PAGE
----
Sometimes it is important to include the radii, especially if the sharp corner creates a stress singularity. In general I start with no radii and only add them when required. If in doubt, a mesh convergence study can help identify singularities.
Actually from what I know of your application a first mode natural frequency of 14.5 Hz is pretty good. This is quite a stiff structure. I was simply pointing out that a frequency analysis can be used to find the most flexible part of the structure.
If, for example, you had designed the structure without the diagonal leg braces, the maximum stress under load, in a static analysis, would be no different to what is is now. But the first mode frequency would be be much lower (e.g. 1 Hz). Intuitively you knew to add bracing in this direction even though the static stress analysis does not require it. In some cases the required bracing is not so obvious. This is where a frequency analysis can help.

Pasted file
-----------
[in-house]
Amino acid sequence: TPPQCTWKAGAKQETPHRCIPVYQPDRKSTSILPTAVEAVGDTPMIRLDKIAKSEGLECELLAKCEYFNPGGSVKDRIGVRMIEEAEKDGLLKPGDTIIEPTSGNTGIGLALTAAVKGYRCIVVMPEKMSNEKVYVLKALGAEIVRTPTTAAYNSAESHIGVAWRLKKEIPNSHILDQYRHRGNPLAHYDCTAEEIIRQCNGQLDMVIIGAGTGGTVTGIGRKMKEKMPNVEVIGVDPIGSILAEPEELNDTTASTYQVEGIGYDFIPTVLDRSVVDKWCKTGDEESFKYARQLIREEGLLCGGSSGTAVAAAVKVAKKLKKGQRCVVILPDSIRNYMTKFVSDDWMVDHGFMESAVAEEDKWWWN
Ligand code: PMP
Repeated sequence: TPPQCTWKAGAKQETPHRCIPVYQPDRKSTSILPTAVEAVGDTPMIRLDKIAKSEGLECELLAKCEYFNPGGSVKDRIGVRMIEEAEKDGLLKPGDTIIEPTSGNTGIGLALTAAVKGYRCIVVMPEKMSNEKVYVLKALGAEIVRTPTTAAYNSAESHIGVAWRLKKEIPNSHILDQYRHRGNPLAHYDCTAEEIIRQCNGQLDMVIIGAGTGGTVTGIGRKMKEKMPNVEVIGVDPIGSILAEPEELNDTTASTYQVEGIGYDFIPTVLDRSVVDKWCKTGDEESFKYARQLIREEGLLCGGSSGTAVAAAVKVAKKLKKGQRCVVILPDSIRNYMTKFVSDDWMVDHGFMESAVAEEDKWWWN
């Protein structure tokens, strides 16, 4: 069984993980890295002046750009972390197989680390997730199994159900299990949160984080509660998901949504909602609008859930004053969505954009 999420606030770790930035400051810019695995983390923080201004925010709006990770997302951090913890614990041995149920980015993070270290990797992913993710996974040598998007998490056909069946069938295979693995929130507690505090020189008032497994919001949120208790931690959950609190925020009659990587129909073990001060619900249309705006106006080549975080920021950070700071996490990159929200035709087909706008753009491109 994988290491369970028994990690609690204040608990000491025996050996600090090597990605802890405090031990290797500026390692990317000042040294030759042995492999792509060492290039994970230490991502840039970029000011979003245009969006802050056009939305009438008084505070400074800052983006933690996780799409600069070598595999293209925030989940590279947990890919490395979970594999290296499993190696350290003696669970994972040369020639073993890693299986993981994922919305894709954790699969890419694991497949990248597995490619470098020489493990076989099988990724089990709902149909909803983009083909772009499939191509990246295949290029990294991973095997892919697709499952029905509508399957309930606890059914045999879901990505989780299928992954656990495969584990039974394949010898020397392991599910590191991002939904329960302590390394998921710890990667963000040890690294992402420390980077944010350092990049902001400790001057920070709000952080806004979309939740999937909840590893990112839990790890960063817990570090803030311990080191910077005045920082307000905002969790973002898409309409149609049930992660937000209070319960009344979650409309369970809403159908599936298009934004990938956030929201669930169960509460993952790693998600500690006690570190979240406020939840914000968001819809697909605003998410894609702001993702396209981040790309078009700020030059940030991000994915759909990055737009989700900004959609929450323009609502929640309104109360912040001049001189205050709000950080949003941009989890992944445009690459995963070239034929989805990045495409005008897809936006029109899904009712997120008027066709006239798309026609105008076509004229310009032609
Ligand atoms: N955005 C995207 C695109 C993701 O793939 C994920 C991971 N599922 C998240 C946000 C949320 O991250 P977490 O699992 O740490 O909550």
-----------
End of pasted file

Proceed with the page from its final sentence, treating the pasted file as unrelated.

The required minimum natural frequency is highly dependent on the application. If the structure is subject to large cyclic loads and good dimensional control of the structure is required then the first mode natural frequency may need to be as high as eight times the frequency of the applied load (rule of thumb).
Sometimes it is important to have a low natural frequency. For example, earthquake resistant buildings are designed to have a low natural frequency. During an earthquake the structure will move large amounts and non load bearing members will intentionally undergo large plastic deformation to absorb energy. If the structure is too stiff it will fail catastrophically because there is no capacity to absorb energy.
If, on the other hand, none of these factors are important then the minimum natural frequency becomes a bit arbitrary. You have to look at the frequency and shape and make an assessment about whether or not you think the structure is stiff enough in that direction.